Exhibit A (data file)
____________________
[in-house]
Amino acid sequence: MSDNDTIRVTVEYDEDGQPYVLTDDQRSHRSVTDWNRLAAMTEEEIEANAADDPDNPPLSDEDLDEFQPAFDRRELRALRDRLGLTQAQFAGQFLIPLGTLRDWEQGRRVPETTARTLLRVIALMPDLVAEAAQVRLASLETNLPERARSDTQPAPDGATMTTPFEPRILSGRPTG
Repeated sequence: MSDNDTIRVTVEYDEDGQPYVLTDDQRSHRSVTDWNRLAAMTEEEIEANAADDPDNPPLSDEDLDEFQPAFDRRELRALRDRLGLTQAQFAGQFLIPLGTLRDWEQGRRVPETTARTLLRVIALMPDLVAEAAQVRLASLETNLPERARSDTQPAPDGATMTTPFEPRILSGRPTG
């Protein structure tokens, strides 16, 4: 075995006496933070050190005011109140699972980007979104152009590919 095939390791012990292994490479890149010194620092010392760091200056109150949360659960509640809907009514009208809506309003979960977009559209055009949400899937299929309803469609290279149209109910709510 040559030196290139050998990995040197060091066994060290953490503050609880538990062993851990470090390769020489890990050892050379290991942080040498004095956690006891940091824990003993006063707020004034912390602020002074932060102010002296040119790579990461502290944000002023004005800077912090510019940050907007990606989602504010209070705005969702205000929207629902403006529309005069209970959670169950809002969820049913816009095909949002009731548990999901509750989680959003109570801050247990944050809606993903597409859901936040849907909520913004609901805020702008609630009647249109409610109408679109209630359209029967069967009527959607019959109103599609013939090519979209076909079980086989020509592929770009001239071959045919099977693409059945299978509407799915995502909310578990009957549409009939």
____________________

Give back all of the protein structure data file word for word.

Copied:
[in-house]
Amino acid sequence: MSDNDTIRVTVEYDEDGQPYVLTDDQRSHRSVTDWNRLAAMTEEEIEANAADDPDNPPLSDEDLDEFQPAFDRRELRALRDRLGLTQAQFAGQFLIPLGTLRDWEQGRRVPETTARTLLRVIALMPDLVAEAAQVRLASLETNLPERARSDTQPAPDGATMTTPFEPRILSGRPTG
Repeated sequence: MSDNDTIRVTVEYDEDGQPYVLTDDQRSHRSVTDWNRLAAMTEEEIEANAADDPDNPPLSDEDLDEFQPAFDRRELRALRDRLGLTQAQFAGQFLIPLGTLRDWEQGRRVPETTARTLLRVIALMPDLVAEAAQVRLASLETNLPERARSDTQPAPDGATMTTPFEPRILSGRPTG
């Protein structure tokens, strides 16, 4: 075995006496933070050190005011109140699972980007979104152009590919 095939390791012990292994490479890149010194620092010392760091200056109150949360659960509640809907009514009208809506309003979960977009559209055009949400899937299929309803469609290279149209109910709510 040559030196290139050998990995040197060091066994060290953490503050609880538990062993851990470090390769020489890990050892050379290991942080040498004095956690006891940091824990003993006063707020004034912390602020002074932060102010002296040119790579990461502290944000002023004005800077912090510019940050907007990606989602504010209070705005969702205000929207629902403006529309005069209970959670169950809002969820049913816009095909949002009731548990999901509750989680959003109570801050247990944050809606993903597409859901936040849907909520913004609901805020702008609630009647249109409610109408679109209630359209029967069967009527959607019959109103599609013939090519979209076909079980086989020509592929770009001239071959045919099977693409059945299978509407799915995502909310578990009957549409009939």